VICE: A Day Of Anti-Racist Anarchy With Antifa
Earlier this year I did an anonymous interview with a man at the forefront of Australia’s anti-fascist movement. Anti fascism first appeared down under in the 1930’s. Today, it’s a loose band of activists with shared antipathy towards racists, sexists, and homophobics.They are hardnosed in the war against hate, which they wage on the web and the streets alike.
Recently, I got word of dual Antifa events in Sydney’s inner-west. Both coincided with a xenophobic gathering. What’s more, they were scheduled almost back-to-back, and just walking distance from one another. The stars of anarchy were aligned that day.
The first was a counter-protest against the recently formed Freedom Party, who were rallying against a Marrickville supermarket for displaying “Happy Ramadan” signage. The since removed Facebook event read: “Woolworths should know better than to support a political ideology that has unleashed a wave of terrorism.”
The second and more hazardous affair was a protest outside Australia First Party headquarters in Tempe. This right-wing group—which carries a violent past and ties to Neo Nazi factions—was holding a public forum on something they were calling the “ethnic cleansing of Australians from our education institutions!” In both cases, Antifa planned to send a message to their opponents.
I met with the group beforehand. They arrive sporting hoods, sunglasses and balaclavas. “We stay anonymous for two reasons: Police, and our opposition,” says a man who asks to be referred to as Ivan. “ASIO is watching political activists like a hawk and groups like Australia First are constantly trying to expose us online. The latter also have a history of violence and harassment.”
When I ask about their motives for today, Ivan explained: “Attempts by fascist groups to recruit and organise cannot be tolerated. If these groups are not aggressively opposed early on, they could become comfortable with attacking immigrants and queers. Militant anti-racism is a necessity.”
“I certainly don’t agree with everything that Muslim people do,” Ivan adds. “But to say that all Muslims are terrorists is to say that all anglos are pedophiles. The actions of a minority cannot condemn an entire race.”
Outside the carpark, Antifa assembles. They already outnumber the opposition, who were prepping to kick things off across the street. But it’s more than a two-sided affair: police are also in attendance, along with more ambiguous authorities. In particular, there is a monster truck of a man in a suit—likely security hired by the supermarket—observing both camps.
“What’s happening here then?” a smarmy looking fellow asks me. I stop short when I notice he’s pointing a small camera at my face. The anarchists berate him. Allegedly he’s a member of the Australia First party from the subsequent protest. The rationale for the balaclavas is already becoming apparent.
Soon after this, Antifa march on the enemy. The Freedom Party is draped in Australian flags and holding anti-Islam posters. The two sides clash cinematically: a stack of Freedom Party flyers shoot into the air, raining over the crowd. A scuffle erupts in the middle of the road.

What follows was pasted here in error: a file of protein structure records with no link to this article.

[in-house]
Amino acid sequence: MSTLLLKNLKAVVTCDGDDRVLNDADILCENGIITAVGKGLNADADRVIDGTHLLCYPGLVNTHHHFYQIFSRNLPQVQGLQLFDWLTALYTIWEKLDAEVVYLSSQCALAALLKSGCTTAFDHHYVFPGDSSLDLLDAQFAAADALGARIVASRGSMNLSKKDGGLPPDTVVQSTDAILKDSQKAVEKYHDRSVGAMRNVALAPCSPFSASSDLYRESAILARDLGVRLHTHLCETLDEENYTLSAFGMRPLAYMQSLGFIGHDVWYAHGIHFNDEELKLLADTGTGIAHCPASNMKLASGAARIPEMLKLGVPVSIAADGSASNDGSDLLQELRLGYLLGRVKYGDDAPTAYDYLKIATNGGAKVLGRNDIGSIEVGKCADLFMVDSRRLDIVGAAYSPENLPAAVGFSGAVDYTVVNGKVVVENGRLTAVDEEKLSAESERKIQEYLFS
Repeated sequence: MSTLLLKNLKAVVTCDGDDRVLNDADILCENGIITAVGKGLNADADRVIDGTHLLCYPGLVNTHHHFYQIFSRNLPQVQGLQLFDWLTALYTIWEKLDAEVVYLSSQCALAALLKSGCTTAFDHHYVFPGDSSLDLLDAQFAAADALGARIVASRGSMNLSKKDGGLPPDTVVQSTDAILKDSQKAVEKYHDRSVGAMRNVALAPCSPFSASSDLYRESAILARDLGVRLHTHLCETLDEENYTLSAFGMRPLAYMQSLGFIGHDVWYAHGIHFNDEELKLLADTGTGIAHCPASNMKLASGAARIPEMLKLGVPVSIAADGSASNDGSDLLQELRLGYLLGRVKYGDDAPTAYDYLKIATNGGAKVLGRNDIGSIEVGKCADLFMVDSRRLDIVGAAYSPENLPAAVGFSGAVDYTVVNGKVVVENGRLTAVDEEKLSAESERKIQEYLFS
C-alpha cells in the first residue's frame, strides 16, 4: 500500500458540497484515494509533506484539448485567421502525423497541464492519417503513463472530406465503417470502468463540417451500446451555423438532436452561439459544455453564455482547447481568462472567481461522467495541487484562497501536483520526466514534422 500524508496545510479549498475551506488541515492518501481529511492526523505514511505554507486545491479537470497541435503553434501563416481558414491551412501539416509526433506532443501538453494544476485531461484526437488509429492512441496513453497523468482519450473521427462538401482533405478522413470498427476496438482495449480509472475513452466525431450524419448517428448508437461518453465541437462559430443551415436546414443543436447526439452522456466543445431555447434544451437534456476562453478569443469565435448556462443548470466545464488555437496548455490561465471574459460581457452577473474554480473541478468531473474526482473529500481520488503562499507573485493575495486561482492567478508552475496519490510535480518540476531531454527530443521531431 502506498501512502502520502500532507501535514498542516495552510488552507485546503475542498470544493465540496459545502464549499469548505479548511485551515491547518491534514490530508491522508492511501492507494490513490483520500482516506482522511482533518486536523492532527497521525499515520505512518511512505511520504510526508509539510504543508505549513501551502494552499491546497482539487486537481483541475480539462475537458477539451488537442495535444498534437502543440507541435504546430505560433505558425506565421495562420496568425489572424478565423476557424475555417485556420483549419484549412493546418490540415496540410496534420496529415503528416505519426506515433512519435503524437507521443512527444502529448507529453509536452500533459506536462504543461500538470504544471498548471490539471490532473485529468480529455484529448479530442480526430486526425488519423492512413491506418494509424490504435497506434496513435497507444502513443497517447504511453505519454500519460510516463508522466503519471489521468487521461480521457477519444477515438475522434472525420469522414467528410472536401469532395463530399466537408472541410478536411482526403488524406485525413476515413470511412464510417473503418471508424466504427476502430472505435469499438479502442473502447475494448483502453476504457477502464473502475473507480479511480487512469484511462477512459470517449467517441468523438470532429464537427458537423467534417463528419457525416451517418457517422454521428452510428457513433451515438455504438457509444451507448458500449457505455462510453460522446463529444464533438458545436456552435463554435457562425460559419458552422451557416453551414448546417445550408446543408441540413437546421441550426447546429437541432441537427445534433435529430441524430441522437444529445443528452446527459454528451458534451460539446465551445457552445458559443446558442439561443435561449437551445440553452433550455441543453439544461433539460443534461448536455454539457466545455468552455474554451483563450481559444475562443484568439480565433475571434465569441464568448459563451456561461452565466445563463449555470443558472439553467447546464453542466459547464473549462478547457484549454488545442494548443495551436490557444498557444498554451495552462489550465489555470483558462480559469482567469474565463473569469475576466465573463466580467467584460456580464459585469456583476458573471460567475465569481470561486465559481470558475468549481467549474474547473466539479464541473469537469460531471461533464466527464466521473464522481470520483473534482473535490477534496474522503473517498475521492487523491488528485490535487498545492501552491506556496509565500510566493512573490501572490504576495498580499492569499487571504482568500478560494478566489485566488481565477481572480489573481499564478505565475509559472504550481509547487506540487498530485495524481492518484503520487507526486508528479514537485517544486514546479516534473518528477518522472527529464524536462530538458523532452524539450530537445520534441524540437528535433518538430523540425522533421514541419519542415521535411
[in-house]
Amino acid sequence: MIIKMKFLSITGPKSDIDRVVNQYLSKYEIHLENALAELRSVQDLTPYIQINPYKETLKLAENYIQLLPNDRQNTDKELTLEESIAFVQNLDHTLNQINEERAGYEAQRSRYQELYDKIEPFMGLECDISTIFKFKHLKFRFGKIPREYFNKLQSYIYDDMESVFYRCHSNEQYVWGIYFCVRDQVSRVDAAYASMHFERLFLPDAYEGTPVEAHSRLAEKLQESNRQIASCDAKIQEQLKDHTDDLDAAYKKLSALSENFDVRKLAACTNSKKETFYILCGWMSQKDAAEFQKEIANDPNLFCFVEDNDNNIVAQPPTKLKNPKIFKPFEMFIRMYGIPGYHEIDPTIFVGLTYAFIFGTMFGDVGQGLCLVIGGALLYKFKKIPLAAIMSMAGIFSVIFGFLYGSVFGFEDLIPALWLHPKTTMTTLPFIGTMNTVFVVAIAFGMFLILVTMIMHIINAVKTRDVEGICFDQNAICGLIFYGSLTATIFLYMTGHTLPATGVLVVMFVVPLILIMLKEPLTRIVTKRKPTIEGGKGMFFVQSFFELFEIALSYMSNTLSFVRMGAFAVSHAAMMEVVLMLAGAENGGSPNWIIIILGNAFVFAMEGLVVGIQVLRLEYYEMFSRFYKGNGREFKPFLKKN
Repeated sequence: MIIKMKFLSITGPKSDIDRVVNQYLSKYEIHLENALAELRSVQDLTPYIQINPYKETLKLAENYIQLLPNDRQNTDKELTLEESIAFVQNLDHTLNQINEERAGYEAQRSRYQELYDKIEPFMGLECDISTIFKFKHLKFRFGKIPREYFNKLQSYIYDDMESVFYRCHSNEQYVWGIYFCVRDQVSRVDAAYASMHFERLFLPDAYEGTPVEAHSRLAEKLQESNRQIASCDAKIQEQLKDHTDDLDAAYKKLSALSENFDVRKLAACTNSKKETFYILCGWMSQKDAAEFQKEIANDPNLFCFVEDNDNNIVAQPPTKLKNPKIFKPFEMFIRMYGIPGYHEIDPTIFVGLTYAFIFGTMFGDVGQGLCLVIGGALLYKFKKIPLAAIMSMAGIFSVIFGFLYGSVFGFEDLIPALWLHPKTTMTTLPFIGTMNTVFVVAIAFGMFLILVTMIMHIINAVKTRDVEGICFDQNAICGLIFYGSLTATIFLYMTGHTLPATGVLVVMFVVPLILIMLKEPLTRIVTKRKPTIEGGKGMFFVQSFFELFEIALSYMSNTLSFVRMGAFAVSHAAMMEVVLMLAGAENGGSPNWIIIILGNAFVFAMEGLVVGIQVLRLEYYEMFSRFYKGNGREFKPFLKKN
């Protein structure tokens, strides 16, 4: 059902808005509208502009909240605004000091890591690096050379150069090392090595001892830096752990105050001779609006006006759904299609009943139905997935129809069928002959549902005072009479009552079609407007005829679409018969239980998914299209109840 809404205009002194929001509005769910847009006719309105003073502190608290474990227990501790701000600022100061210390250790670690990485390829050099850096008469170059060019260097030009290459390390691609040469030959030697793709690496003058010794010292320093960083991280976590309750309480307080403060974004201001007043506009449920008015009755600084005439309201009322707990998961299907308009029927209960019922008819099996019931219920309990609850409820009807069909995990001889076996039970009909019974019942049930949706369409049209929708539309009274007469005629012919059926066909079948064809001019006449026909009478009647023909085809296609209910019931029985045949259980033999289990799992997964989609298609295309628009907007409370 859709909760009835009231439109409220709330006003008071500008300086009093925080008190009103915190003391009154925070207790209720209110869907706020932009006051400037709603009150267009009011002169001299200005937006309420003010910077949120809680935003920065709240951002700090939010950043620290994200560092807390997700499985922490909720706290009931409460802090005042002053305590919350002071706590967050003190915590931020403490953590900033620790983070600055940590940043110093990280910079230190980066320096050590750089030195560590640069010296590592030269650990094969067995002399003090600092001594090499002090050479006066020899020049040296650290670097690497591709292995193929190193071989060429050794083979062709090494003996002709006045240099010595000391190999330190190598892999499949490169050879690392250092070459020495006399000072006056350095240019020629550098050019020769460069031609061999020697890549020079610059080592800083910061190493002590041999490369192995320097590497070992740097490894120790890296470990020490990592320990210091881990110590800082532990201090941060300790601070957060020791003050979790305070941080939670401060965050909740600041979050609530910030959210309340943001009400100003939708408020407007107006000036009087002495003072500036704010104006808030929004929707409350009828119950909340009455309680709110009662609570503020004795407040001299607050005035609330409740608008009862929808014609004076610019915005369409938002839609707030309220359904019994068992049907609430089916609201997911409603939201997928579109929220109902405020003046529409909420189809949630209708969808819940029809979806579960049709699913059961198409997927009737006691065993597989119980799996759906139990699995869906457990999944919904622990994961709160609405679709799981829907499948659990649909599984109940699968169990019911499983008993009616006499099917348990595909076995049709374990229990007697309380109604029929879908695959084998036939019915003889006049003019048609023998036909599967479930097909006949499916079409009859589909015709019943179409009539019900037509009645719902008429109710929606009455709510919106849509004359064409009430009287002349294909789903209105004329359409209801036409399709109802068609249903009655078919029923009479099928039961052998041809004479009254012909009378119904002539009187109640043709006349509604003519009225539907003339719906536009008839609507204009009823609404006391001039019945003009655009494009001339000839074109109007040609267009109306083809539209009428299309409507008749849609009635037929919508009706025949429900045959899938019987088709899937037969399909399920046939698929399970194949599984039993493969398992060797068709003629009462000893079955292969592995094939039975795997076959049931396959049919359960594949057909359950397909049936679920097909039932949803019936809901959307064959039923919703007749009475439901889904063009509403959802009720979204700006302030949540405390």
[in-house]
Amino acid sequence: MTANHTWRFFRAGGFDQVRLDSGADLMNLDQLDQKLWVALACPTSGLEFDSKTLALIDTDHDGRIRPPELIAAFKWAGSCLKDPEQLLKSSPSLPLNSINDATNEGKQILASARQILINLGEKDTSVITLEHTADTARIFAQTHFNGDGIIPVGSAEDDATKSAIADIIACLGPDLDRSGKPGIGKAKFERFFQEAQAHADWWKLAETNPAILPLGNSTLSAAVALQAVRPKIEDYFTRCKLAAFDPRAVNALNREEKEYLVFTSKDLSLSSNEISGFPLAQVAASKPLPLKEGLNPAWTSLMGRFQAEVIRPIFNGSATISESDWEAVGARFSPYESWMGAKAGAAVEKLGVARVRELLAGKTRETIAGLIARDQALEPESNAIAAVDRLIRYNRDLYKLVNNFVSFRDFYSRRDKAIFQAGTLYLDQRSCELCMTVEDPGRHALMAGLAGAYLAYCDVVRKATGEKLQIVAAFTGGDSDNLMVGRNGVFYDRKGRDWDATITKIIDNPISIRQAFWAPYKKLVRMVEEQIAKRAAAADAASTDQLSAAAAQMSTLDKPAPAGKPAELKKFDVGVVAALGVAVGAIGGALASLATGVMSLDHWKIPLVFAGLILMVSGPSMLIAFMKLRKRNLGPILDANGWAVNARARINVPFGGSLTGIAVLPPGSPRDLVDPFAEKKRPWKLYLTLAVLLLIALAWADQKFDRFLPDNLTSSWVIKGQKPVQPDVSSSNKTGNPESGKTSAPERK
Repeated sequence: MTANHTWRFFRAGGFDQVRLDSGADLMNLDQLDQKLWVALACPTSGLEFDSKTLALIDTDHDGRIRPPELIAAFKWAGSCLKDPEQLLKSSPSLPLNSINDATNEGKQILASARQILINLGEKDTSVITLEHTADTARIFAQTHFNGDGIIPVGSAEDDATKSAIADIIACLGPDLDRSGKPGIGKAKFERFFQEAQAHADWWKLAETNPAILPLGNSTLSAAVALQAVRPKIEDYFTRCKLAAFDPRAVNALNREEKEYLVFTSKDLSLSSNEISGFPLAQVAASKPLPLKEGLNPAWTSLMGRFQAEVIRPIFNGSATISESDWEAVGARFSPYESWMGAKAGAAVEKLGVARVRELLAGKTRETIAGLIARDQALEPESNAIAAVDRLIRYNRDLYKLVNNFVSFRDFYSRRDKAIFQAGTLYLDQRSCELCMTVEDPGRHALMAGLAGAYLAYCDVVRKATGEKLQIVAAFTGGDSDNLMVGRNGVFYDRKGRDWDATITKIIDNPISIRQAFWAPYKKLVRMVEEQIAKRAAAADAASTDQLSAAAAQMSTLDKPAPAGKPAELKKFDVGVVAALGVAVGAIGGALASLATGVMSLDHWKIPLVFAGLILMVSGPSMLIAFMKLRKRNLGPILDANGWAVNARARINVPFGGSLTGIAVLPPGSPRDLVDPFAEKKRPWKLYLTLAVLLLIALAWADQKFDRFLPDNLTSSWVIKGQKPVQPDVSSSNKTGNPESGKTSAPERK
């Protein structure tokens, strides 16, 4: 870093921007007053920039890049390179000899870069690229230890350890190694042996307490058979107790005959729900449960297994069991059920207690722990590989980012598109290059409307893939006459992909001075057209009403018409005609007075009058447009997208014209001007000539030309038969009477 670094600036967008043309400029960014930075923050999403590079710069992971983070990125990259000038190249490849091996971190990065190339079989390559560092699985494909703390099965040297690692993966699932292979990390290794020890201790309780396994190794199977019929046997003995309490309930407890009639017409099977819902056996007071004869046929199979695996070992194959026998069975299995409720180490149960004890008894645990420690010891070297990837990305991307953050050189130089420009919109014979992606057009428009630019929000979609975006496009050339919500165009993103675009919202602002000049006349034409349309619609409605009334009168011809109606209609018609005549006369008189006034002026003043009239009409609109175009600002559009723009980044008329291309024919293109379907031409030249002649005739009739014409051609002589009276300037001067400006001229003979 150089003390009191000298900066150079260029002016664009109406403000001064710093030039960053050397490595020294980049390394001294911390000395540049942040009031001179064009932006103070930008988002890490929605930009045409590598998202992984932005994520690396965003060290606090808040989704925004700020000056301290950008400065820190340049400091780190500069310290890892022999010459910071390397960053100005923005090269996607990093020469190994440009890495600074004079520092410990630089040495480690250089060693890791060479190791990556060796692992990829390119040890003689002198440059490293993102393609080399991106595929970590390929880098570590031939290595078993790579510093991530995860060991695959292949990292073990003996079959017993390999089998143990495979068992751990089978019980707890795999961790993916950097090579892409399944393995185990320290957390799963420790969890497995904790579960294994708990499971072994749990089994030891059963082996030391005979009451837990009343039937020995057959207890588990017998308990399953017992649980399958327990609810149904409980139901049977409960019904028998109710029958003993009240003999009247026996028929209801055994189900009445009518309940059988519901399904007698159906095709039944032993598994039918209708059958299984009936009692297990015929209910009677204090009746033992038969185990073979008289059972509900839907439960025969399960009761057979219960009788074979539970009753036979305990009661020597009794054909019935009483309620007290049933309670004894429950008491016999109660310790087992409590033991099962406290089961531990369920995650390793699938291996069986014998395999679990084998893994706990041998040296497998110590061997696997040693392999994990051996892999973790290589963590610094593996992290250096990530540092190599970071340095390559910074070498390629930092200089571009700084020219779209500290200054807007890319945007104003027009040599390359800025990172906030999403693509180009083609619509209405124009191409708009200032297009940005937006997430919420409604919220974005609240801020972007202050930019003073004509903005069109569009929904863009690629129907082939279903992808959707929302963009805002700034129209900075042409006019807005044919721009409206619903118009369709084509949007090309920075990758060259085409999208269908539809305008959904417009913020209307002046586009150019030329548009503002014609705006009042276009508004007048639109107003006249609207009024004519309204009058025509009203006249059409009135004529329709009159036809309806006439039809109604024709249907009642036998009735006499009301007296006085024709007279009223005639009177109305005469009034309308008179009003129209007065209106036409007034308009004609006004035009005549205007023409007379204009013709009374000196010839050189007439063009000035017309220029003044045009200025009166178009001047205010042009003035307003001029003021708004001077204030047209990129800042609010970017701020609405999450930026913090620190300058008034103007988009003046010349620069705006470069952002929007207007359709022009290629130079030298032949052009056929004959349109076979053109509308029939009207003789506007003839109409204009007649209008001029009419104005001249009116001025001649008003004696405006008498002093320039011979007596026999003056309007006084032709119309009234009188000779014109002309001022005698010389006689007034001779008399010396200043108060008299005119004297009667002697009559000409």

“Go home, racists!”
Police assert some control, containing the attacks to the verbal category. The respective mobs engage in a megaphone dispute over Government policies. It’s like watching a parliamentary hearing where every member is on a gram of speed.
Scores of locals encircle Antifa. It’s clear that Freedom Party had a major lapse in judgment: Marrickville is one of the most multicultural suburbs in Sydney. Moreover, they have a council which is vocal in denouncing Islamophobia.
Eventually things come to a head. The Freedom Party retreats and, soon after, post on their Facebook page that the low supporter turnout made them “fucking sick.”
A lanky anarchist grabs the megaphone:
“I should note: we do support freedom of speech, just not when it vilifies people over race or religion. Now: who’s coming to visit these Nazi fucks?”
I will admit to being more nervous about round two. Australia First leader Jim Saleam has served three years in prison for multiple conspiracies to assassinate his opponents.
It’s eerily silent when we arrive. The headquarters of Australia First, or the bunker, is no stranger to public disapproval. Red paint is splattered across the party banner and the industrial grating on the windows lives up to the bunker epithet.
“Come on out, Jim! Let’s just have a talk.”
One youth knocks on the roller door. Briefly, a smiling figure appears in the window, only to steal back inside. By 1:30pm-the scheduled time for the forum-the rally is in full swing. A portable amplifier blasts punk, and anarchists address those inside with delicate innuendos:
“Just follow your leader Hitler and tie the fucking noose!”
According to the guys outside, Australia First had largely provoked this by posting flyers for the forum all over Newtown, a suburb which is patently leftist and arguably the epicentre of Antifa.
Suddenly, a fight breaks out between an anarchist and a man in military attire. Police swarm the scene with batons swinging, and the offenders are detained. An anarchist explains the guy was a suspected Neo Nazi.
There’s a definite slump in vigor after this, and soon Antifa call it a day. It’s evident that Australia First isn’t leaving the bunker. It’s unclear why this is the case: perhaps they want to appear civil in front of police. Perhaps, they managed to make some headway on the forum- notwithstanding the chaos outside.
Regardless, the battle between Australia’s political extremists will wait for another day.